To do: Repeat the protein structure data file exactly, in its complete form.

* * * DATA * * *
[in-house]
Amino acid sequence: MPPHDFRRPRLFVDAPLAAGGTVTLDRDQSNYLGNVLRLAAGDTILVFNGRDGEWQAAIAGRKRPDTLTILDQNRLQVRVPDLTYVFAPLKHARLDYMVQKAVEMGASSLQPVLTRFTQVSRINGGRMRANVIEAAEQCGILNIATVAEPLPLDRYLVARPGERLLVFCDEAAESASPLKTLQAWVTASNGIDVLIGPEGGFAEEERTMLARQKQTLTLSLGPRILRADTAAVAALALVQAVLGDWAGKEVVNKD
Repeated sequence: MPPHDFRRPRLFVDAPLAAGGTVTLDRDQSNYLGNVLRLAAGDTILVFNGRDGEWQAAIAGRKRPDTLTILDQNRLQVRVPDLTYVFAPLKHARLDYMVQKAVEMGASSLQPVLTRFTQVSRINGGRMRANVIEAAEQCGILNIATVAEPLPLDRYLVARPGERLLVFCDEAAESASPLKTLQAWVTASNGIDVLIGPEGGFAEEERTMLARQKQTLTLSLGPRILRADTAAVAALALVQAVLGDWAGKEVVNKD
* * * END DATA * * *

[in-house]
Amino acid sequence: MPPHDFRRPRLFVDAPLAAGGTVTLDRDQSNYLGNVLRLAAGDTILVFNGRDGEWQAAIAGRKRPDTLTILDQNRLQVRVPDLTYVFAPLKHARLDYMVQKAVEMGASSLQPVLTRFTQVSRINGGRMRANVIEAAEQCGILNIATVAEPLPLDRYLVARPGERLLVFCDEAAESASPLKTLQAWVTASNGIDVLIGPEGGFAEEERTMLARQKQTLTLSLGPRILRADTAAVAALALVQAVLGDWAGKEVVNKD
Repeated sequence: MPPHDFRRPRLFVDAPLAAGGTVTLDRDQSNYLGNVLRLAAGDTILVFNGRDGEWQAAIAGRKRPDTLTILDQNRLQVRVPDLTYVFAPLKHARLDYMVQKAVEMGASSLQPVLTRFTQVSRINGGRMRANVIEAAEQCGILNIATVAEPLPLDRYLVARPGERLLVFCDEAAESASPLKTLQAWVTASNGIDVLIGPEGGFAEEERTMLARQKQTLTLSLGPRILRADTAAVAALALVQAVLGDWAGKEVVNKD